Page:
One of the things in the background of my life last week (mostly because I didn’t have the time or emotional capacity for it to be anything else until last Friday) was the on-going destruction of the reputation of Wizards of the Coast in the tabletop gaming community. For those of you unaware, you can read the full context here. In short, though, Wizards of the Coast was planning to replace something called the Open Gaming License (or OGL) with an updated version full of incredibly shitty terms. In addition to disallowing anything like a Virtual TableTop (VTT) or most media related to Dungeons and Dragons (like podcasts or youtube videos), this verion also laid claim to anything produced by a 3rd party and 25% of any revenue produced over $750,000 (which would bankrupt most companies in that position). The version that existed for over two decades, that has allowed so many people to make a career out of third party content creation, was going to be replaced by what was a shameless cashgrab by people only interested in increasing their own company’s revenue rather than continuing to foster the tabletop gaming communities that exist in and around Dungeons and Dragons.
Needless to say, the community blowback was swift and harsh. Perhaps overly so, given how many people turned their ire on individual employess forced to do this work (some of whom leaked this and more to the press) rather than the corporate stiffs making these decisions. I genuinely wish we could have skipped that part, given how abundantly clear it is that this is a move straight out of the “maximizing quarterly profits while burning a company to the ground so you can then sell it to a corporate junker as a tax write-off” book, but it has also always been abundantly clear that some people just want to watch stuff burn and will take any chance they can get to do so. Still, the rise in community outrage and the direct action people took as last week wore on seems to have made an impact because WotC eventually released a statement walking back some of their more outrageous claims.
Which rings a little hollow, let me tell you, since it took them several days of silence to actually make that statement, and the statement as a whole was filled with a bunch of deflections, lies, and condescension. Even if they never actually try to change the OGL as a result of this, I’m pretty sure I’m done. How can I trust that they’re not just going to try this all again in the future? After all, the whole thing started as a secret move that wasn’t supposed to get public attention until after other companies had signed the new OGL. What’s to say they’re not doing it all over again and we’ll get another leak over the weekend pointing out that more contracts and a new OGL have been sent around even after a bunch of other publishers in the TTRPG industry have publicaly come out against these changes? I’ve seen enough companies run into the ground in persuit of short-term profitability before the executive team golden parachutes out so they can live their lives in comfort with their ill-gotten gains while the rank and file employees lose their livelihoods to recognize it when I see it happening again.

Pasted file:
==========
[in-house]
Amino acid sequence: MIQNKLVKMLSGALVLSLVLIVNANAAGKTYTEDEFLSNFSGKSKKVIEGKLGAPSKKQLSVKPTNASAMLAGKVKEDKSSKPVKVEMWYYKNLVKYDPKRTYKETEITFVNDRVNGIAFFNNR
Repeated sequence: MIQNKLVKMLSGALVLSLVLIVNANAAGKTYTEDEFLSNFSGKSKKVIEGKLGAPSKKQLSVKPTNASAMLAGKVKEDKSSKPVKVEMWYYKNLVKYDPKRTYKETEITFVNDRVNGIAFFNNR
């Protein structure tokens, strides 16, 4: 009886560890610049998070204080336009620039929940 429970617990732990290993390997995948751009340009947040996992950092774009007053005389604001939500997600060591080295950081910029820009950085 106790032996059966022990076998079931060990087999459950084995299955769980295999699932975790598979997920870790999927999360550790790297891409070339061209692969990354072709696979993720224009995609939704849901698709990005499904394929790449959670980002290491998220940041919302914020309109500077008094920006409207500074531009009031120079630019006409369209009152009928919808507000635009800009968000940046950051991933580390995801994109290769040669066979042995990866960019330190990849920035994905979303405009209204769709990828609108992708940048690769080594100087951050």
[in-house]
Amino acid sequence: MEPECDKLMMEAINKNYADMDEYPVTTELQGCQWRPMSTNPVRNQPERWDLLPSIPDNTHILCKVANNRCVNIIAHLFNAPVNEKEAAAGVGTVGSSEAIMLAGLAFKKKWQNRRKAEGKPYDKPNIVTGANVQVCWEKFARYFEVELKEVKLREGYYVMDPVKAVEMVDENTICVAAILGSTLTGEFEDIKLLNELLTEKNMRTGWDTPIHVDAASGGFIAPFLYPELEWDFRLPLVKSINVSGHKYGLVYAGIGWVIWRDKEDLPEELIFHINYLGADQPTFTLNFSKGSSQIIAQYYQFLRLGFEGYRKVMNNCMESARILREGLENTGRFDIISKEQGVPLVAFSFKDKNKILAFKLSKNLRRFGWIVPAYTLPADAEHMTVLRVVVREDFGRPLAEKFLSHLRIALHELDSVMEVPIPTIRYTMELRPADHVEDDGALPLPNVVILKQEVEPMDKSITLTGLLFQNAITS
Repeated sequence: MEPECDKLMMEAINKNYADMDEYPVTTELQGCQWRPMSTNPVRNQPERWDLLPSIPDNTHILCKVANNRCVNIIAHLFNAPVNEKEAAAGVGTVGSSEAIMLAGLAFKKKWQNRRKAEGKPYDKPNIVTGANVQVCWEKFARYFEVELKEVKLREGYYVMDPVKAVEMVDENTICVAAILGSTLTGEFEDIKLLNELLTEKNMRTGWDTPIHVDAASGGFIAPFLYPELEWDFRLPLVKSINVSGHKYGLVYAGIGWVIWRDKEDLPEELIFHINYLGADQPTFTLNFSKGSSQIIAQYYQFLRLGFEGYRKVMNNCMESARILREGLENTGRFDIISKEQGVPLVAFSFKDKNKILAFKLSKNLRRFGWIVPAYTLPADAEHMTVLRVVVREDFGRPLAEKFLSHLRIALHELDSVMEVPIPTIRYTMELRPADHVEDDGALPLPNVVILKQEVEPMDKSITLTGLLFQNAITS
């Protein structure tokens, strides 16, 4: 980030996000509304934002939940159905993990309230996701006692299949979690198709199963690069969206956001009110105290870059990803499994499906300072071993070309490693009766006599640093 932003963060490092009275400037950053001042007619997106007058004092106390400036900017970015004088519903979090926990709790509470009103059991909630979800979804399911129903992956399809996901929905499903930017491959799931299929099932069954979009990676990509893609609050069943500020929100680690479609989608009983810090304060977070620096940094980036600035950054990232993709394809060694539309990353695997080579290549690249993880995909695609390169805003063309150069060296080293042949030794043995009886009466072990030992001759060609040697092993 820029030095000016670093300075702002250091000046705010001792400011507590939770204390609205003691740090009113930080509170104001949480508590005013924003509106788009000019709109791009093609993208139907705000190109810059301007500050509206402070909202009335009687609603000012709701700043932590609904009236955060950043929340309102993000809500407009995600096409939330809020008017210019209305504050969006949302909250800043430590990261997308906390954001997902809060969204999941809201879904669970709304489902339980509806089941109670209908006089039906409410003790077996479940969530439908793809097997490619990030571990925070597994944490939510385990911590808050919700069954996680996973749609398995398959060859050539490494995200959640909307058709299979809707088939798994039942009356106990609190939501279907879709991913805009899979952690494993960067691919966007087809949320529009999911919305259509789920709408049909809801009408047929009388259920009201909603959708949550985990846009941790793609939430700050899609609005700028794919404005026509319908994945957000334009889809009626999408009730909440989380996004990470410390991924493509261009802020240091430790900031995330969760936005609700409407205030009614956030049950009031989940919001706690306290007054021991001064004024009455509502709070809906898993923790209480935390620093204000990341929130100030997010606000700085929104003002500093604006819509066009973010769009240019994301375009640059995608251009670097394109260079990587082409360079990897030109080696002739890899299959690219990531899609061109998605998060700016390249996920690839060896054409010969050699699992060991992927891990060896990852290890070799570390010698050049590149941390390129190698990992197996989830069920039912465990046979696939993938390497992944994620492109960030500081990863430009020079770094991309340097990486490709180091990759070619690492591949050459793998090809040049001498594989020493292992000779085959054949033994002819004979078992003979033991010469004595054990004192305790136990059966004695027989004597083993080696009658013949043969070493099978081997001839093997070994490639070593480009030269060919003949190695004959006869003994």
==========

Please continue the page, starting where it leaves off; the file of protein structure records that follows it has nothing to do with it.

Honestly, I’m incredibly frustrated by this whole scenario. I create a lot of custom content for my Dungeons and Dragons games using the OGL and I’ve got over a decade of stuff built up. I spent the last two years creating an entire demi-planar prison adventure thing that I was planning to run a couple times more as more formal playtesting once my current D&D group finishes it so I could eventually use it as my debut into creating settings and aventures to sell to other people. While I have the ability still to produce a system agnostic version of this thing I’ve made, it will take almost as much work as building an entirely new setting since so much of what happens in this demi-planar prison only really works with Dungeons and Dragons. It might even be easier to create my own entirely different game system, especially since I’ve had an idea for one that I’ve been chewing over in the back of my mind for a couple years.
It really sucks to see the focal point of one of your main hobbies, one of your favorite activies, destroy itself. WotC could have left well enough alone and continued to print a ridiculous amount of money every year, but they chose instead to pursue a faster increase to their profits by burning down all the goodwill they’d built up and a bunch of people’s careers and income along the way. Because that’s the thing, projects have been cancelled now. Things people were supposed to do aren’t going to happen and it is going to be a while before the publishers who are trying to step up to fill the gap left by the destruction of the community’s trust in WotC can actually get their own projects to the point where they might want to hire all those people. Regardless of how this actually turns out, the ripples of this entire crock of shit will continue to be felt in the TTRPG community for years to come. For better or for worse.